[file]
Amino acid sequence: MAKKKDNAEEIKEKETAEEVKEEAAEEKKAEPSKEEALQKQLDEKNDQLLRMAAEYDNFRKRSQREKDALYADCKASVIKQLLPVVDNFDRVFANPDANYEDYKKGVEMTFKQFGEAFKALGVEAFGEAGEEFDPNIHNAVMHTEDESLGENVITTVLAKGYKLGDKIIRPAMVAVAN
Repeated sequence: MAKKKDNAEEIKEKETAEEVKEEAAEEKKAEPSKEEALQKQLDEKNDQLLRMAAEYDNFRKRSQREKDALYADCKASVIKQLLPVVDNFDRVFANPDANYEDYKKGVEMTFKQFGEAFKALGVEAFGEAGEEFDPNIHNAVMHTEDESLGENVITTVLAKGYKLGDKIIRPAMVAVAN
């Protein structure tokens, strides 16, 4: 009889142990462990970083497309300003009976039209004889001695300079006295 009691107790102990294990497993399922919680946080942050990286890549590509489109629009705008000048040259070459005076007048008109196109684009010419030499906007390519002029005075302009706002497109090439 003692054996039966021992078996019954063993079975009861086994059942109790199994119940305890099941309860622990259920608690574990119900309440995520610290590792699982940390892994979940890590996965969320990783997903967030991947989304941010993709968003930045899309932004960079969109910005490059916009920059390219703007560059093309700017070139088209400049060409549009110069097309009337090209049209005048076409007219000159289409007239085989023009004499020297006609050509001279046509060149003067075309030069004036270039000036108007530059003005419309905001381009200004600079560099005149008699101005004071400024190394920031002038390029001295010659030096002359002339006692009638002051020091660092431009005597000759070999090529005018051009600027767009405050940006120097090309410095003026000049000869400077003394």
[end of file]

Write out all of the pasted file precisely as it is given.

Amino acid sequence: MAKKKDNAEEIKEKETAEEVKEEAAEEKKAEPSKEEALQKQLDEKNDQLLRMAAEYDNFRKRSQREKDALYADCKASVIKQLLPVVDNFDRVFANPDANYEDYKKGVEMTFKQFGEAFKALGVEAFGEAGEEFDPNIHNAVMHTEDESLGENVITTVLAKGYKLGDKIIRPAMVAVAN
Repeated sequence: MAKKKDNAEEIKEKETAEEVKEEAAEEKKAEPSKEEALQKQLDEKNDQLLRMAAEYDNFRKRSQREKDALYADCKASVIKQLLPVVDNFDRVFANPDANYEDYKKGVEMTFKQFGEAFKALGVEAFGEAGEEFDPNIHNAVMHTEDESLGENVITTVLAKGYKLGDKIIRPAMVAVAN
């Protein structure tokens, strides 16, 4: 009889142990462990970083497309300003009976039209004889001695300079006295 009691107790102990294990497993399922919680946080942050990286890549590509489109629009705008000048040259070459005076007048008109196109684009010419030499906007390519002029005075302009706002497109090439 003692054996039966021992078996019954063993079975009861086994059942109790199994119940305890099941309860622990259920608690574990119900309440995520610290590792699982940390892994979940890590996965969320990783997903967030991947989304941010993709968003930045899309932004960079969109910005490059916009920059390219703007560059093309700017070139088209400049060409549009110069097309009337090209049209005048076409007219000159289409007239085989023009004499020297006609050509001279046509060149003067075309030069004036270039000036108007530059003005419309905001381009200004600079560099005149008699101005004071400024190394920031002038390029001295010659030096002359002339006692009638002051020091660092431009005597000759070999090529005018051009600027767009405050940006120097090309410095003026000049000869400077003394």